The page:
Previous Trivia Tidbit: America's Economic Outlook.

Posted by Will Franklin · 18 August 2005 10:47 AM · Comments (4)

I Love The Feedster.

Feedster is on crack. And I love it. I've been given the distinction of having the #16 blog on the entire internet. No way is that even remotely accurate, even in my dreams, but it is neat. And from it, I have received a relatively small but definitely noticeable boost to traffic, even as I have posted less lately.

Sort of like the "Bank Error In Your Favor, Collect $200" Community Chest card in Monopoly.

Posted by Will Franklin · 17 August 2005 04:31 PM · Comments (4)

Wednesday Caption Contest: Part 19.

This week's WILLisms.com Caption Contest photograph:


The actual caption:

A van sits in the front window of 'Say Dez School of Safe Driving' after an accident in Hamilton, Ontario, Friday, Aug. 12, 2005. The elderly couple driving the van was shaken up after the accident. (AP PHOTO/CP, Hamilton Spectator-Sheryl Nadler)

There must be a better caption out there for this photograph.

Entries will remain open until 11:59 PM, Central Standard Time, Tuesday, August 23. Submit your captions in the comments section, or email at WILLisms@gmail.com.

Last week's photo:


Winners from last week:


Buckley F. Williams:

Enraged after not being selected for the lead role in Gigli II, Jude Law challenges Ben Affleck to a fight to the death.


Rob B.:

" The Orange jackets, who never really liked the Yellow jackets, hated David the most. That is why Bill was so excited about the new "taser feature" on his blackberry."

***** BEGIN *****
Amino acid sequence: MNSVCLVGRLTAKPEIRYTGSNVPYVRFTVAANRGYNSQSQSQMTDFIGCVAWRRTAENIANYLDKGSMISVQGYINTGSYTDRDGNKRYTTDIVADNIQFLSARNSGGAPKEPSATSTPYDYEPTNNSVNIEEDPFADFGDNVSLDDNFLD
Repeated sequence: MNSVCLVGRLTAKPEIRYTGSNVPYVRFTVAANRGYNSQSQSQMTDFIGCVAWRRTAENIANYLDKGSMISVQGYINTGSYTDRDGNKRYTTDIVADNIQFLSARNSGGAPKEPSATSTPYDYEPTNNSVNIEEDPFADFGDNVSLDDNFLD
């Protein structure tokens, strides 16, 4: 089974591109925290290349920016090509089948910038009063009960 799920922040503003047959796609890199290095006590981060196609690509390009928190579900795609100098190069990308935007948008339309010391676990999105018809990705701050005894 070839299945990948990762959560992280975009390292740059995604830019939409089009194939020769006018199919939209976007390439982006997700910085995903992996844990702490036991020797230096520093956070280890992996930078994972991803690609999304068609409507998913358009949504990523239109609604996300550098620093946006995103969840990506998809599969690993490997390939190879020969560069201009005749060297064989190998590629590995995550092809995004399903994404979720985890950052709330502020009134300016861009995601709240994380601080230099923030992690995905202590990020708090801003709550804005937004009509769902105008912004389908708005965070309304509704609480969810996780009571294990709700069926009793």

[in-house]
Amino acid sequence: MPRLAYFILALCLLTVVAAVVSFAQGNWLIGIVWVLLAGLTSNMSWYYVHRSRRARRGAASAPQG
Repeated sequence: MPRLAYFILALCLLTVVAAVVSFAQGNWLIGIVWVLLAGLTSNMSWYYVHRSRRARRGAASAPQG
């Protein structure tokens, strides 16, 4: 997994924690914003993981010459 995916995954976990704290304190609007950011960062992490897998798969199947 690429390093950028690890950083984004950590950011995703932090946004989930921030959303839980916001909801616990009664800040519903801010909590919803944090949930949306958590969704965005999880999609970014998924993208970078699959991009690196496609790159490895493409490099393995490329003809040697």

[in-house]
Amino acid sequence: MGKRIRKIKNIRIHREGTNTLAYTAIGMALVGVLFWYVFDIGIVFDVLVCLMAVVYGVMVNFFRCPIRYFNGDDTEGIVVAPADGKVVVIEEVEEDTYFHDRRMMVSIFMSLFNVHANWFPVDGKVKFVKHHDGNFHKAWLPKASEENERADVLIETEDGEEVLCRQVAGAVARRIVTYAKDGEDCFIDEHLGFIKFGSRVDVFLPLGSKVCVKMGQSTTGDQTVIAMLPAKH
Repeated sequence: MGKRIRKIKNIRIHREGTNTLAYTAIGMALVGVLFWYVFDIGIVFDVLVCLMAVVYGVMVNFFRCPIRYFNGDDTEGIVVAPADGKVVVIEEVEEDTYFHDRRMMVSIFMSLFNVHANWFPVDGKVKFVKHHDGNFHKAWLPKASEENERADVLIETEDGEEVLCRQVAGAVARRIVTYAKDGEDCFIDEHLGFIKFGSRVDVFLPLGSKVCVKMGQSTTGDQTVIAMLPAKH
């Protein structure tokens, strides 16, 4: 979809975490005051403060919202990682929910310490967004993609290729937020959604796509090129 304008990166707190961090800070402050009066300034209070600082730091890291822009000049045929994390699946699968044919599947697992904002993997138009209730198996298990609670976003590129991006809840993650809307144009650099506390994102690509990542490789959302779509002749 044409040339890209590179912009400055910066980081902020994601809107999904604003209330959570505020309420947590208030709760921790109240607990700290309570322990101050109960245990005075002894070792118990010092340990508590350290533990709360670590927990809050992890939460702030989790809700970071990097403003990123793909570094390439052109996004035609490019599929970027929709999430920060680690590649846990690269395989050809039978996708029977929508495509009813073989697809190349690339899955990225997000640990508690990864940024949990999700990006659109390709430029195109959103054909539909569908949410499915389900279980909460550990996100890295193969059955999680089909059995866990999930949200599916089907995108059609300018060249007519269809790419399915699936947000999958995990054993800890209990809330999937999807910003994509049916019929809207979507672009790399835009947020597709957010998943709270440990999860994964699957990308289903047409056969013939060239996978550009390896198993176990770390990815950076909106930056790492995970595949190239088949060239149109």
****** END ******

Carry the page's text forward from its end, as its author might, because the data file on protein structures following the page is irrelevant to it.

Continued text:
"That's it, now. Come at me with that banana." (You've got to know your Python.)

Captioning is guaranteed to improve your ninja skills. Enter today!

Posted by Will Franklin · 17 August 2005 11:24 AM · Comments (17)

The Carnival Of The Vanities.

Welcome to THE CARNIVAL OF VANITIES (part 152).


The booths are arranged entirely chronologically, in order of receipt of submission. Every single submission is included. I rated the posts on a 0-10 scale.

0 = One of the most awful posts I have ever read.
1 = Don't waste your time on this post.
2 = Awful post.
3 = A very poor post.
4 = A poor post.
5 = Average post.
6 = A good post.
7 = Recommended post.
8 = Strongly recommended post.
9 = A must-read post.
10 = One of the best posts I have ever read.

A quick word on how and why I rated the posts-

I gave higher ratings to posts with original analysis, rather than cutting and pasting from news articles. I gave higher ratings to posts with multiple sources, with multiple layers, and so on. I gave higher ratings to posts that were easy to read, that flowed well, that graphically just looked good, etc. I gave higher ratings to posts that the average Carnival reader would find interesting and worthwhile. I gave higher ratings to ideas that might not be found anywhere else and posts that involved original legwork.